This research explores issues relating to gender in the military. It focuses on understanding how career attitudes and intentions develop and are influenced during the early stages of women and men’s socialization at the U.S. Naval Academy (USNA).
As increasing numbers of women are recruited into the U.S. Navy, retention of women (especially in combat occupational specialties) lags behind men. Data indicate that women and men leave the Navy because of impact on their family. Lack of career persistence for women in nontraditional professions such as science, technology, engineering and math professions has also been attributed to social psychological factors including self-efficacy, stereotype threat, and bias. We build on this research to examine the military and service academies' socialization of women into a traditionally male profession through role model influence. Surveys were collected from students at the U.S. Naval Academy (USNA) on their work-family expectations. Results show a gendered difference in career intentions and influences by male and female non-USNA peers, but not from their families or officers. Expected work-family conflict, gender ideology, and family formation intentions were employed to explore relationships between work and family expectations.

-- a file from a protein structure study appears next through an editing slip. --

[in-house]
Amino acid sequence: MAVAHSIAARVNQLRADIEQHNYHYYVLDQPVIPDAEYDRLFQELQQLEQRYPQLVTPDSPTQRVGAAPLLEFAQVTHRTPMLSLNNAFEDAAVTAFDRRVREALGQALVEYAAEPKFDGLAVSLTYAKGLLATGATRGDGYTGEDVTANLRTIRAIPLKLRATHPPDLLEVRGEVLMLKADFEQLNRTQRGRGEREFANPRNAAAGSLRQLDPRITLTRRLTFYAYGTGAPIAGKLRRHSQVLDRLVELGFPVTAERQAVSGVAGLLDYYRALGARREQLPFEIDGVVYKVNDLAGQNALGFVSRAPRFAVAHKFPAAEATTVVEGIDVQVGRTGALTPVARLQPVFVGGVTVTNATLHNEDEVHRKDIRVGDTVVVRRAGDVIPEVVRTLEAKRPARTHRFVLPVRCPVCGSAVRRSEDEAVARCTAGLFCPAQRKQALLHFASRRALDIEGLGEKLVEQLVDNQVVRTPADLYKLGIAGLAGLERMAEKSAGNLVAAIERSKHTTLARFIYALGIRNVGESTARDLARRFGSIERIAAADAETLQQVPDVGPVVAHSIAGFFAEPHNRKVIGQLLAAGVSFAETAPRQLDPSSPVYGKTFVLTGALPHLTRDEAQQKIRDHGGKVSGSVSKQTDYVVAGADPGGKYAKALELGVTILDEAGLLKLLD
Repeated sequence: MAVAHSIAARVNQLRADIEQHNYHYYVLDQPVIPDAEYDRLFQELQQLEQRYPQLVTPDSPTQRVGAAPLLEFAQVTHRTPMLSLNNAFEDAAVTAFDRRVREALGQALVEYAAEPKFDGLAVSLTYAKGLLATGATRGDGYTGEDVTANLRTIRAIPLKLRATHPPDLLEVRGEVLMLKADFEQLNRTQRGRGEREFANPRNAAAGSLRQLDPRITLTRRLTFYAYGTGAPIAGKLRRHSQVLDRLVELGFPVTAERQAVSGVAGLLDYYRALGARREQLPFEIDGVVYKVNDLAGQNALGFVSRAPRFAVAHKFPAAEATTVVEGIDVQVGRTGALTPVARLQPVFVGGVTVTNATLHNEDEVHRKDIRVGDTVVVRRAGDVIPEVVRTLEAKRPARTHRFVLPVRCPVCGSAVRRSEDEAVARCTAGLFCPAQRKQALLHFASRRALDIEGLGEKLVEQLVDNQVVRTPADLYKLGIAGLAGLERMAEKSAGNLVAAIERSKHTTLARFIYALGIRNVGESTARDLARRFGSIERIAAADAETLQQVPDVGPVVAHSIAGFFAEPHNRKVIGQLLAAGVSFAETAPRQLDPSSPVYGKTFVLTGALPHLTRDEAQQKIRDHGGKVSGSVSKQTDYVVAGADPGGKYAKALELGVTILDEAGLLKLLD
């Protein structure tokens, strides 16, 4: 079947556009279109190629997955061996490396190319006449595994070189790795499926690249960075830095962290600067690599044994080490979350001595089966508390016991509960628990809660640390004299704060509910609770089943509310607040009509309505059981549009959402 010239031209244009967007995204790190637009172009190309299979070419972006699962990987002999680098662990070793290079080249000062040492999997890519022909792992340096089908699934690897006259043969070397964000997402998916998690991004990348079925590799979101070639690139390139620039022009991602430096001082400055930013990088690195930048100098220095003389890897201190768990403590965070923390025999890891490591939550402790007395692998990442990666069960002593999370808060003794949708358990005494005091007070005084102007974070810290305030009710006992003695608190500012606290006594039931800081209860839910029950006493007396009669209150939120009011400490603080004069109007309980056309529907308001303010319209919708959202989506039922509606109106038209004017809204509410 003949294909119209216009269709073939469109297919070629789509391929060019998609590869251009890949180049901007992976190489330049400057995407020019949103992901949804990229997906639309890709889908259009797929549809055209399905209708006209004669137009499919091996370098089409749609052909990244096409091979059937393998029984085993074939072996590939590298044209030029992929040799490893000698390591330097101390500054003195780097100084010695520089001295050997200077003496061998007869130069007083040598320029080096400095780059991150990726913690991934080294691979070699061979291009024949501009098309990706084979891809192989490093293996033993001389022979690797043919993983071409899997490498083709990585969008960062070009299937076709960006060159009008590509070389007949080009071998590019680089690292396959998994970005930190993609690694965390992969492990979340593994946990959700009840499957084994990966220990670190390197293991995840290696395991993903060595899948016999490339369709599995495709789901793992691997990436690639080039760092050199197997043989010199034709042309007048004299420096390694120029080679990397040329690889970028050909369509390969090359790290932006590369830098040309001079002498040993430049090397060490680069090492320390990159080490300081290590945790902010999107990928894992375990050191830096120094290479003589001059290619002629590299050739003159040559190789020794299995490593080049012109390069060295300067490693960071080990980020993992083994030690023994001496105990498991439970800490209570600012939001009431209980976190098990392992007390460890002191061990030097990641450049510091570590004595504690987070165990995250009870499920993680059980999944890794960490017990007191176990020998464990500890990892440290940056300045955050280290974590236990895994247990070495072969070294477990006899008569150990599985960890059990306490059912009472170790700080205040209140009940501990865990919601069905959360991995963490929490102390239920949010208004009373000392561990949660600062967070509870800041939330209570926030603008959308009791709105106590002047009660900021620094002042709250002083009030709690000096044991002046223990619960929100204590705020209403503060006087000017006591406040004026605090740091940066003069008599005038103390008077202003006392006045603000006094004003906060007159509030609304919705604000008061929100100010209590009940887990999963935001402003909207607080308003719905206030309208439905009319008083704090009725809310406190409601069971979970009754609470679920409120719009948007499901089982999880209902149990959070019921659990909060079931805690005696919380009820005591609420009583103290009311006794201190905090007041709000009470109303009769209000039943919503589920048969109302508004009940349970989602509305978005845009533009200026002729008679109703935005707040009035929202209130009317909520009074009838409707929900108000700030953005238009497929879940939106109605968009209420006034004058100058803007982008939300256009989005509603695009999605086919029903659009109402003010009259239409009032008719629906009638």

Gender and the Military Profession. CAPT David G. Smith, Judith E. Rosenstein. Armed Forces & Society. Vol 43, Issue 2, pp. 260 - 279.